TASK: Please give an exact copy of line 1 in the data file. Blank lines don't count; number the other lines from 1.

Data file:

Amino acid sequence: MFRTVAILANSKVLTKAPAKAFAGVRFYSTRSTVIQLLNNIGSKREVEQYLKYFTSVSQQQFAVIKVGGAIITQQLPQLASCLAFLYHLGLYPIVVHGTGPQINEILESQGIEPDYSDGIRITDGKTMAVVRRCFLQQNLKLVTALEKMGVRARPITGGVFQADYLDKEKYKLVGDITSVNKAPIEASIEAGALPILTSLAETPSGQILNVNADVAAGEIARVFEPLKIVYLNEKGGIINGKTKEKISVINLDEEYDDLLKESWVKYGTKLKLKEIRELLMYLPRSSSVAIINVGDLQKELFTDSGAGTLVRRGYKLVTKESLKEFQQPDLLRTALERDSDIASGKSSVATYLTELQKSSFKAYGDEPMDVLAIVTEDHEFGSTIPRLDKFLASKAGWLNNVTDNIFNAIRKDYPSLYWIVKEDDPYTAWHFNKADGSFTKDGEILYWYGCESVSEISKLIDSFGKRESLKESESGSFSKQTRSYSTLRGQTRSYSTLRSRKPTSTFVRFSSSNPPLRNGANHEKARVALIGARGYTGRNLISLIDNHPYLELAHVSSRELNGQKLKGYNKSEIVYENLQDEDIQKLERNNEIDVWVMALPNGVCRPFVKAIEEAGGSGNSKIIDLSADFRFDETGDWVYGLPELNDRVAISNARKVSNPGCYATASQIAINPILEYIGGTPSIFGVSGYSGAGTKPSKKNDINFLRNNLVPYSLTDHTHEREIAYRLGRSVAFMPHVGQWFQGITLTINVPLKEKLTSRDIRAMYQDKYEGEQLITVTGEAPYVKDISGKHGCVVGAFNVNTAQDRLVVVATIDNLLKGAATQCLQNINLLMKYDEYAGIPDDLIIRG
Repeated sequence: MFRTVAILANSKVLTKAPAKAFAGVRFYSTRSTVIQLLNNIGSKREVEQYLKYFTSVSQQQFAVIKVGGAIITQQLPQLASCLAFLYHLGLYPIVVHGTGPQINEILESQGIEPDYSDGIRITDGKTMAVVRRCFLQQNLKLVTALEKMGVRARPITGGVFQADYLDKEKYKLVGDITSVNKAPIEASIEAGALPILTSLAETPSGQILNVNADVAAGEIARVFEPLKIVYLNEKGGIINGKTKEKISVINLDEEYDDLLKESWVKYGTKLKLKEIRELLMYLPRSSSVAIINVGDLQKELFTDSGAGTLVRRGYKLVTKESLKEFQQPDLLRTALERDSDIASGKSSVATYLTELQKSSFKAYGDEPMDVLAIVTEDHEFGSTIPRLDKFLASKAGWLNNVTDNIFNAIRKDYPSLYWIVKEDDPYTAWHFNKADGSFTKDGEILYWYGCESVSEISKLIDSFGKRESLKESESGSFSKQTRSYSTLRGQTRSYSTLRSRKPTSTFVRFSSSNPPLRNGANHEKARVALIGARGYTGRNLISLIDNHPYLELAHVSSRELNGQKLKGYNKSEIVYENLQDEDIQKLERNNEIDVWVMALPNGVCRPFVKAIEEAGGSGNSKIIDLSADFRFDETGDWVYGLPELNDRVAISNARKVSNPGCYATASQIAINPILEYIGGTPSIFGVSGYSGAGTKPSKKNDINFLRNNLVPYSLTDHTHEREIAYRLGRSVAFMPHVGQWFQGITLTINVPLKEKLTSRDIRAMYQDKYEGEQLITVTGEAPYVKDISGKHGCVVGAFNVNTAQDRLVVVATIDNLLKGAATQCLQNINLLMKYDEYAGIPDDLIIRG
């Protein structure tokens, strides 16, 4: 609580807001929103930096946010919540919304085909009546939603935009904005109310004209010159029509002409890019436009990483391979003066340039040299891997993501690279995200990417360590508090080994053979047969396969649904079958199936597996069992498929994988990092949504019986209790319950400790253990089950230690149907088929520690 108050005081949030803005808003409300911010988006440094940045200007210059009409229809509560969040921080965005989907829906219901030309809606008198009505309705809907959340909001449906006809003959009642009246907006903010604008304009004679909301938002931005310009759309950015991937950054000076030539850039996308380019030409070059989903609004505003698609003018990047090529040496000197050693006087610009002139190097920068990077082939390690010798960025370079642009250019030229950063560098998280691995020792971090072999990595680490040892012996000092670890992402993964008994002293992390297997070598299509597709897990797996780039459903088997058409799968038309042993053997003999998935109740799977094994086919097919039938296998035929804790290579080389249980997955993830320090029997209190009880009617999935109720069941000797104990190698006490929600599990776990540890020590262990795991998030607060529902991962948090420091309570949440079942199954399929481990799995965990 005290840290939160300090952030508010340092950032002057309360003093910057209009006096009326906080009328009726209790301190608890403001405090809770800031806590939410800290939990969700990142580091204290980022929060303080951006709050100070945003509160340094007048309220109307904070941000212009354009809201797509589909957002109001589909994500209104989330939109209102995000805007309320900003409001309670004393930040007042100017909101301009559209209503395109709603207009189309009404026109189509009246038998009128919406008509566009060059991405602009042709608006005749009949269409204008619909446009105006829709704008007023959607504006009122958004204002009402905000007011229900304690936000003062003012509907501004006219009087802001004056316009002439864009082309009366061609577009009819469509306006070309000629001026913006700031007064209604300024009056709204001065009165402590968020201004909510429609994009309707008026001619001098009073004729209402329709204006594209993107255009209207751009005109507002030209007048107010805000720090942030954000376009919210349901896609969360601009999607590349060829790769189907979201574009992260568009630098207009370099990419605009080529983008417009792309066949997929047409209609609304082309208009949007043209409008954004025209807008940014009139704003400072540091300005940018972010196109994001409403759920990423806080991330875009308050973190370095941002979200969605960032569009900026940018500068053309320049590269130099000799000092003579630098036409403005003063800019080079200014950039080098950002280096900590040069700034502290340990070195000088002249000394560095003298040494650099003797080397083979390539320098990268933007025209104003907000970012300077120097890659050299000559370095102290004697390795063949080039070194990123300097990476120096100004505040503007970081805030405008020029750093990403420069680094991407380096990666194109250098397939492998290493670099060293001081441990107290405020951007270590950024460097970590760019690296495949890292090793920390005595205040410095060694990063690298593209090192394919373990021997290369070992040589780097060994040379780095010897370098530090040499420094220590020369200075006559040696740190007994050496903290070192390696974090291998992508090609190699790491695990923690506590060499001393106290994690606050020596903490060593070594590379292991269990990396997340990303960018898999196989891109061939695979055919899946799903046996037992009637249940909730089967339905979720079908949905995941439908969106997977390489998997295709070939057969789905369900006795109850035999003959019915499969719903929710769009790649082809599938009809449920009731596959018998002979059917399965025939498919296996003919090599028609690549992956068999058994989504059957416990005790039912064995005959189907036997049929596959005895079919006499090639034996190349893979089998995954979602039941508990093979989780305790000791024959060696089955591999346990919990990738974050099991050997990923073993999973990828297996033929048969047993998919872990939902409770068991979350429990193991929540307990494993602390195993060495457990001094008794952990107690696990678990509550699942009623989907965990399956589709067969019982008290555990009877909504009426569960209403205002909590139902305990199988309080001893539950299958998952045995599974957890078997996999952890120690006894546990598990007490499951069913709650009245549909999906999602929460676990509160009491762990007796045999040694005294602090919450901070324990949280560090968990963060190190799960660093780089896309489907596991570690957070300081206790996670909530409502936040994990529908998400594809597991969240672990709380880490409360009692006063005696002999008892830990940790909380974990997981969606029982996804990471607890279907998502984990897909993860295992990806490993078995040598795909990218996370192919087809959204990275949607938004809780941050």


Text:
Amino acid sequence: MFRTVAILANSKVLTKAPAKAFAGVRFYSTRSTVIQLLNNIGSKREVEQYLKYFTSVSQQQFAVIKVGGAIITQQLPQLASCLAFLYHLGLYPIVVHGTGPQINEILESQGIEPDYSDGIRITDGKTMAVVRRCFLQQNLKLVTALEKMGVRARPITGGVFQADYLDKEKYKLVGDITSVNKAPIEASIEAGALPILTSLAETPSGQILNVNADVAAGEIARVFEPLKIVYLNEKGGIINGKTKEKISVINLDEEYDDLLKESWVKYGTKLKLKEIRELLMYLPRSSSVAIINVGDLQKELFTDSGAGTLVRRGYKLVTKESLKEFQQPDLLRTALERDSDIASGKSSVATYLTELQKSSFKAYGDEPMDVLAIVTEDHEFGSTIPRLDKFLASKAGWLNNVTDNIFNAIRKDYPSLYWIVKEDDPYTAWHFNKADGSFTKDGEILYWYGCESVSEISKLIDSFGKRESLKESESGSFSKQTRSYSTLRGQTRSYSTLRSRKPTSTFVRFSSSNPPLRNGANHEKARVALIGARGYTGRNLISLIDNHPYLELAHVSSRELNGQKLKGYNKSEIVYENLQDEDIQKLERNNEIDVWVMALPNGVCRPFVKAIEEAGGSGNSKIIDLSADFRFDETGDWVYGLPELNDRVAISNARKVSNPGCYATASQIAINPILEYIGGTPSIFGVSGYSGAGTKPSKKNDINFLRNNLVPYSLTDHTHEREIAYRLGRSVAFMPHVGQWFQGITLTINVPLKEKLTSRDIRAMYQDKYEGEQLITVTGEAPYVKDISGKHGCVVGAFNVNTAQDRLVVVATIDNLLKGAATQCLQNINLLMKYDEYAGIPDDLIIRG